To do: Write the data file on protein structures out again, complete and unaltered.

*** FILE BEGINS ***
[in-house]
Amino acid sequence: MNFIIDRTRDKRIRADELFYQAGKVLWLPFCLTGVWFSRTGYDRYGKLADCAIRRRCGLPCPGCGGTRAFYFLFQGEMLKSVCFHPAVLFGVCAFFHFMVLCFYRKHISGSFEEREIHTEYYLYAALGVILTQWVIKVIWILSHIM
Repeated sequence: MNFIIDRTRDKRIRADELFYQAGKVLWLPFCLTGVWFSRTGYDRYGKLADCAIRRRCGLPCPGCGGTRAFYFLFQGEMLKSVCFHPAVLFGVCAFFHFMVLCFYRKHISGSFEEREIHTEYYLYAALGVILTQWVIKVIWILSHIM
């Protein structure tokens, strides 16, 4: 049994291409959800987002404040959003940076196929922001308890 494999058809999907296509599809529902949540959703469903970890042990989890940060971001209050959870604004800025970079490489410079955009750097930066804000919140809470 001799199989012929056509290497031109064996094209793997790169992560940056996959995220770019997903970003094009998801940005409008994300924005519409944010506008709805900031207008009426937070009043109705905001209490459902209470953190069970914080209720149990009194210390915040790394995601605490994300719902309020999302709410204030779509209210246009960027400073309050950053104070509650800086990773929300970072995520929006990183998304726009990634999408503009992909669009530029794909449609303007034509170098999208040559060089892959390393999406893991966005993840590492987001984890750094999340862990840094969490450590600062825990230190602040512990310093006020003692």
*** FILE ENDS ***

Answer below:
[in-house]
Amino acid sequence: MNFIIDRTRDKRIRADELFYQAGKVLWLPFCLTGVWFSRTGYDRYGKLADCAIRRRCGLPCPGCGGTRAFYFLFQGEMLKSVCFHPAVLFGVCAFFHFMVLCFYRKHISGSFEEREIHTEYYLYAALGVILTQWVIKVIWILSHIM
Repeated sequence: MNFIIDRTRDKRIRADELFYQAGKVLWLPFCLTGVWFSRTGYDRYGKLADCAIRRRCGLPCPGCGGTRAFYFLFQGEMLKSVCFHPAVLFGVCAFFHFMVLCFYRKHISGSFEEREIHTEYYLYAALGVILTQWVIKVIWILSHIM
């Protein structure tokens, strides 16, 4: 049994291409959800987002404040959003940076196929922001308890 494999058809999907296509599809529902949540959703469903970890042990989890940060971001209050959870604004800025970079490489410079955009750097930066804000919140809470 001799199989012929056509290497031109064996094209793997790169992560940056996959995220770019997903970003094009998801940005409008994300924005519409944010506008709805900031207008009426937070009043109705905001209490459902209470953190069970914080209720149990009194210390915040790394995601605490994300719902309020999302709410204030779509209210246009960027400073309050950053104070509650800086990773929300970072995520929006990183998304726009990634999408503009992909669009530029794909449609303007034509170098999208040559060089892959390393999406893991966005993840590492987001984890750094999340862990840094969490450590600062825990230190602040512990310093006020003692």